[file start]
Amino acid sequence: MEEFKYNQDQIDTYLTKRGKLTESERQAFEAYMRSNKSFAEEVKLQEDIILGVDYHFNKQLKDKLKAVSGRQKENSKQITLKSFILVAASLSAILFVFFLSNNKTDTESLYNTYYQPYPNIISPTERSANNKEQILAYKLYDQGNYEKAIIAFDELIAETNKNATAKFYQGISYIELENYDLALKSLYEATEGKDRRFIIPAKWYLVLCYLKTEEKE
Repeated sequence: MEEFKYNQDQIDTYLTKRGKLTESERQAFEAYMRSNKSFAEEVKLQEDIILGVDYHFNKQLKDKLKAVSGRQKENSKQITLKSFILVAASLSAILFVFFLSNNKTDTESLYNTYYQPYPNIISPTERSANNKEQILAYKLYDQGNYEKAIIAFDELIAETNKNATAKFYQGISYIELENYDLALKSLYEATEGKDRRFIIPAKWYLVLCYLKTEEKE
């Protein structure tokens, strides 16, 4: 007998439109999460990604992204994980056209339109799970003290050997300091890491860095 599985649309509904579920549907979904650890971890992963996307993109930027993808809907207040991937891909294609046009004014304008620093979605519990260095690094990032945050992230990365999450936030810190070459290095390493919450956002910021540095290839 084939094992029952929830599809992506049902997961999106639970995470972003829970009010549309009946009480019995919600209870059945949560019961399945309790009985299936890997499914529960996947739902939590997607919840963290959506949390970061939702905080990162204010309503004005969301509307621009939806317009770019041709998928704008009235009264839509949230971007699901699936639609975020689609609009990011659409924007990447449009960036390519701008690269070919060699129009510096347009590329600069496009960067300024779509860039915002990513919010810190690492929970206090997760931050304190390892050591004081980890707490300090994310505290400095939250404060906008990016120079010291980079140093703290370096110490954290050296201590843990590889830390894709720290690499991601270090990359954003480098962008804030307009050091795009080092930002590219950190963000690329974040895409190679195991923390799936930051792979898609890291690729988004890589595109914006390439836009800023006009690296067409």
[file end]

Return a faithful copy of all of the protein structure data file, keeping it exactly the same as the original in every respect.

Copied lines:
Amino acid sequence: MEEFKYNQDQIDTYLTKRGKLTESERQAFEAYMRSNKSFAEEVKLQEDIILGVDYHFNKQLKDKLKAVSGRQKENSKQITLKSFILVAASLSAILFVFFLSNNKTDTESLYNTYYQPYPNIISPTERSANNKEQILAYKLYDQGNYEKAIIAFDELIAETNKNATAKFYQGISYIELENYDLALKSLYEATEGKDRRFIIPAKWYLVLCYLKTEEKE
Repeated sequence: MEEFKYNQDQIDTYLTKRGKLTESERQAFEAYMRSNKSFAEEVKLQEDIILGVDYHFNKQLKDKLKAVSGRQKENSKQITLKSFILVAASLSAILFVFFLSNNKTDTESLYNTYYQPYPNIISPTERSANNKEQILAYKLYDQGNYEKAIIAFDELIAETNKNATAKFYQGISYIELENYDLALKSLYEATEGKDRRFIIPAKWYLVLCYLKTEEKE
């Protein structure tokens, strides 16, 4: 007998439109999460990604992204994980056209339109799970003290050997300091890491860095 599985649309509904579920549907979904650890971890992963996307993109930027993808809907207040991937891909294609046009004014304008620093979605519990260095690094990032945050992230990365999450936030810190070459290095390493919450956002910021540095290839 084939094992029952929830599809992506049902997961999106639970995470972003829970009010549309009946009480019995919600209870059945949560019961399945309790009985299936890997499914529960996947739902939590997607919840963290959506949390970061939702905080990162204010309503004005969301509307621009939806317009770019041709998928704008009235009264839509949230971007699901699936639609975020689609609009990011659409924007990447449009960036390519701008690269070919060699129009510096347009590329600069496009960067300024779509860039915002990513919010810190690492929970206090997760931050304190390892050591004081980890707490300090994310505290400095939250404060906008990016120079010291980079140093703290370096110490954290050296201590843990590889830390894709720290690499991601270090990359954003480098962008804030307009050091795009080092930002590219950190963000690329974040895409190679195991923390799936930051792979898609890291690729988004890589595109914006390439836009800023006009690296067409």